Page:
Team work, should you or shouldn’t you?
We might as well admit it: we hate working in a team.
If you ever worked corporate, you know that feeling of dismay at being assigned to a team to make certain changes in a policy or in a process. Or if you’ve never worked corporate (like me) just remember being in a group project in college, where not everyone pulls their own weight.
The thought of returning to a team work environment, actually, doesn’t cross our minds. To us, team work was synonymous to excessive yak-yak-yak, delays, unnecessary activity and frequent meetings with no meeting of the minds. Solitary work was our passport to happiness.
There’s a reason why a lot of creatives are independent contractors, they like their independence.
Being able to decide what work needs to get done and moving that needle is very satisfying. No more red tape or checking in with others if this is the right decision to make. At every point in our business, we can take away focus on one thing that doesn’t work and set new goals to adapt to an ever-changing market. Perhaps it’s the nature of our work, we don’t know.
HUGE Caveat: We make important business decisions ourselves but our wedding and corporate shoots still work in teams. Team work has many benefits, it moves the needle to one direction faster. Team work brings out the best in people; it also serves as a filtering process for great and mediocre ideas. We’d be remiss if we said we didn’t learn a lot from our team members and vice versa.
There’s strength in numbers. So for those of you who like working in teams to carry out change, what makes for good team work?
The one thing that team leaders must be careful about is to NOT let teams waste time and resources. To do that, these measures are essential –
1. S.M.A.R.T. goals – Specific. Measurable. Attainable. Realistic. Timely. If your goals are too general, they run the risk of being unattainable or unrealistic. A bad goal is: “Let’s speed up the editing process.” A SMART goal is: “How do we take out the boring part of editing to make the process faster and less stressful? Let’s hire someone to cull through the footage. We should fill that position this month so that we’re ready come wedding season!”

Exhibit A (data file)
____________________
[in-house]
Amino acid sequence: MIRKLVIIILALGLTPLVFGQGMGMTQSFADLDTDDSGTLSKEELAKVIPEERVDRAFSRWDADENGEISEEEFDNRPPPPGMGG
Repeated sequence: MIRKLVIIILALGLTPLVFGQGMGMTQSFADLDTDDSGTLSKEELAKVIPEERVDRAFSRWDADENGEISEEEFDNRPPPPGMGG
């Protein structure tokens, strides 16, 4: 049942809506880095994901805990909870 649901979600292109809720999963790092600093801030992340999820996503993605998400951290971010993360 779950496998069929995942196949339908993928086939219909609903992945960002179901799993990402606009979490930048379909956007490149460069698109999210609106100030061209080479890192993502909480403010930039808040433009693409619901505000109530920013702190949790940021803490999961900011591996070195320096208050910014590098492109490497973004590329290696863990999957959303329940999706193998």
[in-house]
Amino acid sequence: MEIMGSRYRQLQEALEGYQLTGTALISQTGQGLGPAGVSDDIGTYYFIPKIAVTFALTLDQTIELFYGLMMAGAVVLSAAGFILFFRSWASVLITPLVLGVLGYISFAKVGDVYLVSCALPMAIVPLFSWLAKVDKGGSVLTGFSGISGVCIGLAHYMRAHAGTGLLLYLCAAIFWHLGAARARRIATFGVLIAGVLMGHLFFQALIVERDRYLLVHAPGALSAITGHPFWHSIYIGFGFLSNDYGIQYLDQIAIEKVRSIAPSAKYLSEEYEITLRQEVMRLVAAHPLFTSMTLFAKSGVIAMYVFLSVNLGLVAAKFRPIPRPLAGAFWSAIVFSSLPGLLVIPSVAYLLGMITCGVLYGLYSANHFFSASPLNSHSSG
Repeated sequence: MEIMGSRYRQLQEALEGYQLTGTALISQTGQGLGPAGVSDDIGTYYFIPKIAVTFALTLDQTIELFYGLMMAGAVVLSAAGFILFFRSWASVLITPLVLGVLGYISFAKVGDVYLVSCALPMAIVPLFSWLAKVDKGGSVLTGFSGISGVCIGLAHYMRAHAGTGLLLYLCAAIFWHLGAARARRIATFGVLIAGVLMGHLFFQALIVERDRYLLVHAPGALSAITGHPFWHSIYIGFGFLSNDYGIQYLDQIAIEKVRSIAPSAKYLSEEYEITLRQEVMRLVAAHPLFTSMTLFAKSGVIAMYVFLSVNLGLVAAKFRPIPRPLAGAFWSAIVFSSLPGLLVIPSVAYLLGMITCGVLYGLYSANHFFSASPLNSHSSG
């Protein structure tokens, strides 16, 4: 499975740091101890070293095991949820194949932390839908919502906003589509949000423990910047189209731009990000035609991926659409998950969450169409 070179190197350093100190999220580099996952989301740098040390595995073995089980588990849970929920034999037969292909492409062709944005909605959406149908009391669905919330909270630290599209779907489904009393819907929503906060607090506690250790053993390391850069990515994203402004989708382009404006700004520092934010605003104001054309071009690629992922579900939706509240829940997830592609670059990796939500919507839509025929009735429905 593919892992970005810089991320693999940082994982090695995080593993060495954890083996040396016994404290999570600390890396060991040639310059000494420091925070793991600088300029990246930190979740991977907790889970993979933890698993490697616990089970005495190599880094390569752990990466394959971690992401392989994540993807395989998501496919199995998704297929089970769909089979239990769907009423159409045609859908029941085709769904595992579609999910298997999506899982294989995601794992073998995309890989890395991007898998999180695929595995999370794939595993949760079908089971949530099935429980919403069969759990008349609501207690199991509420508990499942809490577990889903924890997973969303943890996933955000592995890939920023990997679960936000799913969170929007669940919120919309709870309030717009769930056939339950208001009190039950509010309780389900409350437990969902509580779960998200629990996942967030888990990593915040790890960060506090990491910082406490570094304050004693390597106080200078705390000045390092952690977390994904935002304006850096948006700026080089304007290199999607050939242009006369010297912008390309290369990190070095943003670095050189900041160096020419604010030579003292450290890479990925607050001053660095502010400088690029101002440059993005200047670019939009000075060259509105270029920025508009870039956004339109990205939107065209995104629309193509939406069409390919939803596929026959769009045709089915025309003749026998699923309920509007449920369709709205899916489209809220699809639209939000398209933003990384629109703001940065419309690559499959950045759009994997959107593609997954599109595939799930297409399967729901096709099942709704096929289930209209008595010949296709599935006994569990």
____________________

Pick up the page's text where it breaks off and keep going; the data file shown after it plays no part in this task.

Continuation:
Specific – get someone to cull the footage
Measurable – measure the editing hours you will reduce
Attainable – can you afford to hire someone?
Realistic – can you find someone who knows how to cull footage?
Timely – find someone within the month. Don’t let the problem drag on.
2. Let’s share the wealth – when team members agree to work on a project, they like to think that their efforts will be recognized and properly compensated for. The one with more responsibilities typically get paid more than the rest of the team. We value all the work our teams put in, and split the tips evenly among our staff.
3. Let’s get some division of labor going – the role of team leader is obvious enough. A leader leads, supervises, and accepts responsibility for progress. What about the team members? A structure and a definition and assignment of roles are required. Who will be in charge during the wedding?
4. Key Result Area– you as an owner must be firm about performance levels. State at the outset what minimum level of performance will be acceptable. Identifying measurable areas of improvement as well as clearly lined expectations of what’s the bare minimum team members are expected to do will help both them and your business grow.
5. Let’s find out what’s going on – Clear communications at all times is vital. No one should withhold information. Accomplishments must be shared. Also, credit must be given to where it’s due. Make sure everyone understands the meaning of “intellectual honesty.” Praise in public, reprimand in private.
We said earlier that the purpose of a team is to filter good ideas from bad and to draw upon the experiences of others so that the learning curve for less experienced members is not steep. It can happen that one member will stick out like a sore thumb, be uncooperative, disruptive and be an irritant to other members. Non-performers are found everywhere. The team leader must immediately eliminate members who are draining the team’s resources and taxing the patience of team members.
By eliminating the deadwoods, we are sending a clear message to the group about the values that are cherished and behavior that won’t be tolerated at any cost.